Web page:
nep-dcm New Economics Papers
on Discrete Choice Models
Issue of 2006‒08‒26
two papers chosen by
Philip Yu
Hong Kong University

  1. A Note on the Correlated Random Coefficient Model By Christophe Kolodziejczyk
  2. Employer matching and 401 (k) participation: evidence from the health and retirement study By Gary V. Engelhardt; Anil Kumar

  1. By: Christophe Kolodziejczyk (Department of Economics, University of Copenhagen)
    Abstract: In this note we derive the bias of the OLS estimator for a correlated random coefficient model with one random coefficient, but which is correlated with a binary variable. We provide set-identification to the parameters of interest of the model. We also show how to reduce the bias of the estimator.
    Keywords: correlated random coefficient model; bias; discrete choice
    JEL: C13 C21
    Date: 2006–08
  2. By: Gary V. Engelhardt; Anil Kumar
    Abstract: Employer matching of employee 401(k) contributions can provide a powerful incentive to save for retirement and is a key component in pension-plan design in the United States. Using detailed administrative contribution, earnings, and pension-plan data from the Health and Retirement Study, this analysis formulates a life-cycle-consistent discrete choice regression model of 401(k) participation and estimates the determinants of participation accounting for non-linearities in the household budget set induced by matching. The estimates indicate that an increase in the match rate by 25 cents per dollar of employee contribution raises 401(k) participation by 3.75 to 6 percentage points, and the estimated elasticity of participation with respect to matching ranges from 0.02-0.07. The estimated elasticity of intertemporal substitution is 0.74-0.83. Overall, the analysis reveals that matching is a rather poor instrument with which to raise retirement saving.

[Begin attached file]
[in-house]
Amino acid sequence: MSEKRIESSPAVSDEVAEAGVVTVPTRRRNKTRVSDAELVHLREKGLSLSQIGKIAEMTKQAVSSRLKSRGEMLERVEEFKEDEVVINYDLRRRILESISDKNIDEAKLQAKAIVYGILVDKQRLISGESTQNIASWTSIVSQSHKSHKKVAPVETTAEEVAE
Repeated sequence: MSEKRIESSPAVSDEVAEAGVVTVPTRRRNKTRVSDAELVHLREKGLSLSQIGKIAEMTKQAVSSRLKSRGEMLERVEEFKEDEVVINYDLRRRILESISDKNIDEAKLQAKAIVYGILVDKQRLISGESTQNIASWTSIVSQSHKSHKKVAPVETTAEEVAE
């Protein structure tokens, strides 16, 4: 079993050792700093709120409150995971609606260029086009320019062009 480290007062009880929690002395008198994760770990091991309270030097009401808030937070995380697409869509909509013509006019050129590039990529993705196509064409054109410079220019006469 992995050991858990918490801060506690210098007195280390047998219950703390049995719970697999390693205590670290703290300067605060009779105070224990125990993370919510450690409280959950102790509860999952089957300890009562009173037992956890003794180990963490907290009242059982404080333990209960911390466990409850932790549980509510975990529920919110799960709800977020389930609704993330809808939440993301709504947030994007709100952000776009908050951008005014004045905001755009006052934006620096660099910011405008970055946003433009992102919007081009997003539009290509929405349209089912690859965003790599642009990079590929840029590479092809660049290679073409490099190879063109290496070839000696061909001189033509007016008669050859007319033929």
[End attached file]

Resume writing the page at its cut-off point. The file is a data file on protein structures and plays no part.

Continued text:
Keywords: Saving and investment ; Taxation ; Pensions
    Date: 2006

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